On 15 August 1942, he claimed his 75th aerial victory and his 100th on 26 September, for which he was awarded the Knight's Cross of the Iron Cross with Oak Leaves (Ritterkreuz des Eisernen Kreuzes mit Eichenlaub) on 30 September.[10] He became Ace in a day on 23 August during three combat missions, when for the first time he achieved five aerial victories in one day. On 4 September 1942, Hauptmann Dietrich Hrabak, his group commander, filed an officer efficiency report requesting a preferential promotion to Oberleutnant (First Lieutenant).[3]

Tall, slender appearance. Very good attributes as an athlete. Open, sincere character. Decisive and mature. Good general knowledge. Officer without criticism with well-rooted, clear opinions and appropriate demeanor. Very good military personality, self-assured. Very talented as a flyer, he has excelled in action as a fighter pilot. During 449 combat flights, he has 97 kills because of his audacity. As a flight and squadron leader in the air, he demonstrated discretion and good leadership talent. He enjoys the full confidence of the other pilots.
Well-liked as a comrade and superior, and correct towards superiors. Positive as a National Socialist. Leutnant Beißwenger has applied for transfer to active duty, regular peace-time officers' list. His activation would definitely be a plus for the officers corps of the Luftwaffe.
As a squadron leader, he fulfilled his task very well and he is fully eligible for promotion to Oberleutnant.[3]

His promotion was approved and, after a short vacation, Beißwenger returned to combat duty and by the end of 1942, his victory total stood at 119. He claimed his 125th aerial victory on 23 January 1943, 135th by 11 February 1943 and five more on 5 March 1943 (146th – 150th aerial victories)[6]

He did not return to base after an air combat south of missing in action.[11] It may be that Beißwenger was brought down by Starshiy Leytenant Ivan Kholodov of 32 GIAP (Guard Fighter Air Regiment). Kholodov rammed the Bf 109—probably Beißwenger's—that was attacking his wingman, Leytenant Arkadiy Makarov, and managed to bail out of his own damaged craft before it crashed.[12]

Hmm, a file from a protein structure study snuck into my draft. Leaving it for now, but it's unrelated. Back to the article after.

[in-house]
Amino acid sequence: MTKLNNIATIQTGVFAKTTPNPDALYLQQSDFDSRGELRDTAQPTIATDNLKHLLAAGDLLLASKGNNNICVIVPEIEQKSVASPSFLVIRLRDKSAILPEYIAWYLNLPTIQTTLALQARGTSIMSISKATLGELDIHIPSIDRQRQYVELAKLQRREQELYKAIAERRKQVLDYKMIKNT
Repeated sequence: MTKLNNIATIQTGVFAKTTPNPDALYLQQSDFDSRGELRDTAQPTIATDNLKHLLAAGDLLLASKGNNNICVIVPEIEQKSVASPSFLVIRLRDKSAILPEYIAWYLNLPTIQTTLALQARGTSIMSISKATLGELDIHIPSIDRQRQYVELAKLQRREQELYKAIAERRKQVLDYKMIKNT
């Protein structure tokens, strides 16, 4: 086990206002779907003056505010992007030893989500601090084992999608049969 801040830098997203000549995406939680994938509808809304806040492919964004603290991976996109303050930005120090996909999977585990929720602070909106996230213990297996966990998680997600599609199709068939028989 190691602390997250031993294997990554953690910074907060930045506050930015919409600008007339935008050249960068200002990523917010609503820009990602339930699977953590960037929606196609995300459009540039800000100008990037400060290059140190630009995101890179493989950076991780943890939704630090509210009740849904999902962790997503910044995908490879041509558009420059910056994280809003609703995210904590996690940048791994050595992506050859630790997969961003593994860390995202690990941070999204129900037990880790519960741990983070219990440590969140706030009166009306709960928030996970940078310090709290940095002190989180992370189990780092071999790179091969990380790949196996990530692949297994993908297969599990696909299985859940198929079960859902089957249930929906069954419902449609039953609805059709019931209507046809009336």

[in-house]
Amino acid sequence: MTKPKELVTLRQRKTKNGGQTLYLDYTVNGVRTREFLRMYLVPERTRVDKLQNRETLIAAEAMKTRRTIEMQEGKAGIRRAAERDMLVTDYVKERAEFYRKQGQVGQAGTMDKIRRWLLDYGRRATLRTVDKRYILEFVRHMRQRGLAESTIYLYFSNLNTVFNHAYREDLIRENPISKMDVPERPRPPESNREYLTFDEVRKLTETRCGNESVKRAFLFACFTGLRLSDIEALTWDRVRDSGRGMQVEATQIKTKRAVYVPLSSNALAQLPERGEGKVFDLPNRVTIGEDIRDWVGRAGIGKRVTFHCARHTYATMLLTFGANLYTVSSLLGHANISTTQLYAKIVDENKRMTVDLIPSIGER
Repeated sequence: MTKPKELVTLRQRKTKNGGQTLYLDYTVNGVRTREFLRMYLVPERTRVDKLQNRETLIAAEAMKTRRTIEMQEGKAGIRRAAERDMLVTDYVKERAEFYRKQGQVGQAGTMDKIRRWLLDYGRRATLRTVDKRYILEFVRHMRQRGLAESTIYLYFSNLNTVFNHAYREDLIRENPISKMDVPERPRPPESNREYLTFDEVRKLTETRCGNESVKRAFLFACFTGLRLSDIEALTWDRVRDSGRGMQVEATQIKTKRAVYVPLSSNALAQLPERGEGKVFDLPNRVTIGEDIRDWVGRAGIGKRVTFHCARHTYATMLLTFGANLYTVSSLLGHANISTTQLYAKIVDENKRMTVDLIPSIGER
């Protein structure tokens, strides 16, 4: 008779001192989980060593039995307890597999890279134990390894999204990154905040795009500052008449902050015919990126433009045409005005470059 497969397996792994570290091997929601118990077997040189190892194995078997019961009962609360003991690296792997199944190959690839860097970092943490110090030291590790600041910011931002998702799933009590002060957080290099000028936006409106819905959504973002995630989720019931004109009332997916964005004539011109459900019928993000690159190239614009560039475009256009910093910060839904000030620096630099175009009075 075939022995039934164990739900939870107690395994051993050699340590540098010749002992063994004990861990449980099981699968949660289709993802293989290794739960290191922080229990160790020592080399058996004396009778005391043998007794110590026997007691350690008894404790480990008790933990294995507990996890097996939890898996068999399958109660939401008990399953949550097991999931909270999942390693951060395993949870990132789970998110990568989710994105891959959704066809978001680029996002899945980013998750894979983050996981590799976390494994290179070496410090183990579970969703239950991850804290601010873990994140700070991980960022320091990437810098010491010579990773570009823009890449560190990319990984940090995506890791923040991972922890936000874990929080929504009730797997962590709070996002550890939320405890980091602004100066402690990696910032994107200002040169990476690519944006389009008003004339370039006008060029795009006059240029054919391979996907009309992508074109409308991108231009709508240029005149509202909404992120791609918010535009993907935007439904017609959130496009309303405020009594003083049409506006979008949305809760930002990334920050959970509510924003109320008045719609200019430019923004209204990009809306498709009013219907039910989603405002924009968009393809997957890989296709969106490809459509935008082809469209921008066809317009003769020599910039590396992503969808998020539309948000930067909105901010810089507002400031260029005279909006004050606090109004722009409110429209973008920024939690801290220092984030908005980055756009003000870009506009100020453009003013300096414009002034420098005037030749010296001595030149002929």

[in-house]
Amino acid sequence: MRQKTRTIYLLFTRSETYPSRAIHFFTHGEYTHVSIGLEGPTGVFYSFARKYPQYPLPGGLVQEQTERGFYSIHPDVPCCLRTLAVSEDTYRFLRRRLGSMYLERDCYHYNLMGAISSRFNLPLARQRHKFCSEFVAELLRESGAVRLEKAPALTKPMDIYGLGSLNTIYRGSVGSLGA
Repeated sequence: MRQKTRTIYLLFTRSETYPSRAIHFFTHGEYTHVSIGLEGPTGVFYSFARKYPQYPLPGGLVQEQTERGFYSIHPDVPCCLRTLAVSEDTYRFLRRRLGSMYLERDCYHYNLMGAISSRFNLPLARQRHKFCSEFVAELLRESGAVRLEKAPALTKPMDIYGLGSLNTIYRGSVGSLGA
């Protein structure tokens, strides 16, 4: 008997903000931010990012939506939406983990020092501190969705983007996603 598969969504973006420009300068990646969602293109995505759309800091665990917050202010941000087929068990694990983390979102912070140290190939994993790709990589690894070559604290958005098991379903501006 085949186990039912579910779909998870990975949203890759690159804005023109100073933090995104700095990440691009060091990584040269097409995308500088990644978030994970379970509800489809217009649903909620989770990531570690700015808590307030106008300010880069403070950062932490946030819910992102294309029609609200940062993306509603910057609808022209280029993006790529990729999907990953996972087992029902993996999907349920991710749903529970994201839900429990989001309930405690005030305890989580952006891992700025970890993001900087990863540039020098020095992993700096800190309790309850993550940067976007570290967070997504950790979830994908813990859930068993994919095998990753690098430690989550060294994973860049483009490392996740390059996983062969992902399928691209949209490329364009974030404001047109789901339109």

1. ^ His name, in German, is spelled with a "sharp S"; see ß.
  2. ^ For an explanation of the meaning of Luftwaffe unit designation see Luftwaffe Organization
  3. ^ According to Weal for 47 aerial victories, but according to Obermaier he had achieved his 50th aerial victory was achieved the previous day on 8 May.[8]


  1. ^ Spick 1996, pp. 3–4.
  2. ^ MacLean 2007, p. 61.
  3. ^ a b c d MacLean 2007, p. 60.
  4. ^ a b Helden der Wehrmacht II 2003, p. 38.
  5. ^ Weal 2001b, p. 39.
  6. ^ a b c d Obermaier 1989, p. 54.
  7. ^ Weal 2001b, p. 38.
  8. ^ Weal 2001b, p. 57.
  9. ^ Bergström and Mikhailov 2001, p. 209.
  10. ^ Weal 2001b, p. 60.
  11. ^ Weal 2001b, pp. 78–79.
  12. ^ Christer Bergström. "Comments to Part 2 of Dymich's Article". Black Cross-Red Star. Archived from the original on 2008-12-04. Retrieved 2 January 2010. 
  13. ^ Patzwall and Scherzer 2001, p. 34.
  14. ^ a b c d MacLean 2007, p. 63.
  15. ^ a b Scherzer 2007, p. 213.
  16. ^ Fellgiebel 2000, p. 128.
  17. ^ Fellgiebel 2000, p. 62.

External links

  • "Aces of the Luftwaffe". Hans Beißwenger. Retrieved 17 December 2007. 
  • "Ritterkreuzträger 1939–45". Hans Beißwenger. Retrieved 4 January 2010.